Acts 12:21-23 On the appointed day Herod, wearing his royal robes, sat on his throne and delivered a public address to the people. 22 They shouted, “This is the voice of a god, not of a man.” 23 Immediately, because Herod did not give praise to God, an angel of the Lord struck him down, and he was eaten by worms and died.

When we realize our strength comes from God, whether we succeed or fail, He can still be glorified by how we handle our circumstances and showing others we are trusting and relying on Him through good and bad.

Will Jesus say he never knew you? We want our rodeo and cowboy families to really know him

Will Jesus say he never knew you? We want our rodeo and cowboy families to really know him

By Scott Hilgendorff / Cowboys of the Cross

Only few will find it.

Enter through the narrow gate. For wide is the gate and broad is the road that leads to destruction, and many enter through it. 14 But small is the gate and narrow the road that leads to life, and only a few find it.” Matthew 7:13-14

When most everyone we know in rodeo and bull riding identifies as a Christian, how is it possible then that only a few will find their way to Heaven?

What Jesus is saying is that a lot of us really don’t know him in the sense that we’ve experienced a real relationship with him where we’ve truly believed in him, his death for us and his resurrection and truly repented of our sin and asked for forgiveness. And if we don’t have a genuine relationship with Jesus, he’ll also say he doesn’t know us.

Matthew 7:22-23 On that day many will say to me, ‘Lord, Lord, did we not prophesy in your name, and cast out demons in your name, and do many mighty works in your name?’ 23 And then will I declare to them, ‘I never knew you; depart from me, you workers of lawlessness.’

Whether we do what look like great things or commit terrible sins, those actions don’t give us or destroy a relationship with Jesus, only belief in him, true repentance, confession of our sin and asking to be forgiven can save us. The good we do becomes evidence of our saving faith in Jesus.

Most of us believe a mixture of ideas of what a Christian is, but those ideas aren’t the gospel that God uses to save them. That also means that many of us care so little about our faith that we’re not seeing this potentially soul-saving post. That’s because nothing in us has been changed by Jesus to drive us toward learning more about him and God’s word to us in the Bible.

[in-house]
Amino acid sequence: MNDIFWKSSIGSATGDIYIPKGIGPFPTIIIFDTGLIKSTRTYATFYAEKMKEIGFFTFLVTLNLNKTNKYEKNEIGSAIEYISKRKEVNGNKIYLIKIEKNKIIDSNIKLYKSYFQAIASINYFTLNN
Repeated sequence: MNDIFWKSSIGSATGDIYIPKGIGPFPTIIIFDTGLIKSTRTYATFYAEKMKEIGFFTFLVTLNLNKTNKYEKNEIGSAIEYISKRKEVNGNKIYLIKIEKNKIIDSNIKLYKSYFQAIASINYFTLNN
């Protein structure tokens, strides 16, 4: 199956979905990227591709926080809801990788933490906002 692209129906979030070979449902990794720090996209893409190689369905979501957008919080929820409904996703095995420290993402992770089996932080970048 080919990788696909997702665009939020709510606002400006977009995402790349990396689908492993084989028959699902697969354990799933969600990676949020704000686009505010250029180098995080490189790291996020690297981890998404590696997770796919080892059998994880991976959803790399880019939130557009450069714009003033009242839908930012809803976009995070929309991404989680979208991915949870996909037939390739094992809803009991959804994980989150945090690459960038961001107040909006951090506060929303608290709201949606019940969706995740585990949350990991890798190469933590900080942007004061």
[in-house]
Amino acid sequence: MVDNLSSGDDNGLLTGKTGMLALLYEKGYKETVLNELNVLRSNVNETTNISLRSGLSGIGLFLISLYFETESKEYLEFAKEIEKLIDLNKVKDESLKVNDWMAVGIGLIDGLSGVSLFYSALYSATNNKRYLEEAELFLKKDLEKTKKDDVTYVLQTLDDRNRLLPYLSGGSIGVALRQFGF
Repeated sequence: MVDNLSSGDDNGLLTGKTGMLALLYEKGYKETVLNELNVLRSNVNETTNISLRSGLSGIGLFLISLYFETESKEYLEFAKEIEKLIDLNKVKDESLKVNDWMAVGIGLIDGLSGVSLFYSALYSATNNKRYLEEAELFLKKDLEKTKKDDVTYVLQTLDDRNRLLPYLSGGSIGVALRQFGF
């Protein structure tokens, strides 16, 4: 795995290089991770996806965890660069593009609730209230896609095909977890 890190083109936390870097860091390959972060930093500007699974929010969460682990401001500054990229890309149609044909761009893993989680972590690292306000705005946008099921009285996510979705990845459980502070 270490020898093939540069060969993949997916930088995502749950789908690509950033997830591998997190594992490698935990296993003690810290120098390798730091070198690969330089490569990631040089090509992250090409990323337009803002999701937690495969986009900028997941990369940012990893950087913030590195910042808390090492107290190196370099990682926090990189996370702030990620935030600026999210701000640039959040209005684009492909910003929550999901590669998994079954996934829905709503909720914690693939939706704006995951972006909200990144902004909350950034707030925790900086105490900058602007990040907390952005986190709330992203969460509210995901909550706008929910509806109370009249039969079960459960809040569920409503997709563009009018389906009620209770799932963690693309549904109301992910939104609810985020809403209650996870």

While we don’t profess to be the best teachers, too many people are not reading their own Bibles and not seeking knowledge from other teachers, whether it be this ministry or anywhere else. That breaks our hearts because we want everyone to experience a real, saving, life-changing relationship with Jesus. In rodeo and bull riding, we’re a family, and because you’re family, we love you and want you to understand the gospel of Jesus Christ. But we know the truth of Jesus’s words and for those verses above to be true, most of the people needing to hear this have scrolled on past and the ones reading it are the ones we’re already blessed to get to know and serve through this ministry

What are you putting into 2022?

What are you putting into 2022?

By Scott Hilgendorff / Cowboys of the Cross

What are you going to put into 2022?

Some of us worry about the future. Some because of difficult circumstances,  some because it’s just what we do. Some of us don’t give much thought to anything and plunge forward into whatever comes next. Some face what’s ahead fearlessly with a mature understanding of verses like Matthew 6:25-34 that go to great lengths to assure us not to worry because God will take care of us.

Matthew 6:25-27 Therefore I tell you, do not worry about your life, what you will eat or drink; or about your body, what you will wear. Is not life more than food, and the body more than clothes? 26 Look at the birds of the air; they do not sow or reap or store away in barns, and yet your heavenly Father feeds them. Are you not much more valuable than they? 27 Can any one of you by worrying add a single hour to your life?

Matthew 6: 34 Therefore do not worry about tomorrow, for tomorrow will worry about itself. Each day has enough trouble of its own.

This can feel impossible to some of us and the reality is,  it takes a lot of maturity in our faith that some of us may never even reach to be able to let go of worry.  But at a minimum, these verses should be a comfort for what they tell us about how much God values us over everything He has created. 

But regardless of how we face the coming year, as Christians, there are a couple truths we can focus on. God is in control and His will, will be done.  Nothing happens without Him but what He commands us to do through Jesus is this:

John 13-34-35 “A new command I give you: Love one another. As I have loved you, so you must love one another. 35 By this everyone will know that you are my disciples, if you love one another.”

Matthew 28: 19-20 Therefore go and make disciples of all nations,  baptizing them in the name of the Father and of the Son and of the Holy Spirit, 20 and teaching them to obey everything I have commanded you. And surely I am with you  always, to the very end of the age.”

If we focus on those commands, whatever challenges, trials or struggles we face,  we can still see such positivity in the world around us because of what God can do with what we put into it. In and out of the rodeo and bull riding circuits, in and out of the cattle markets, in and out of the job you do or the school you attend, what are YOU going to put into 2022?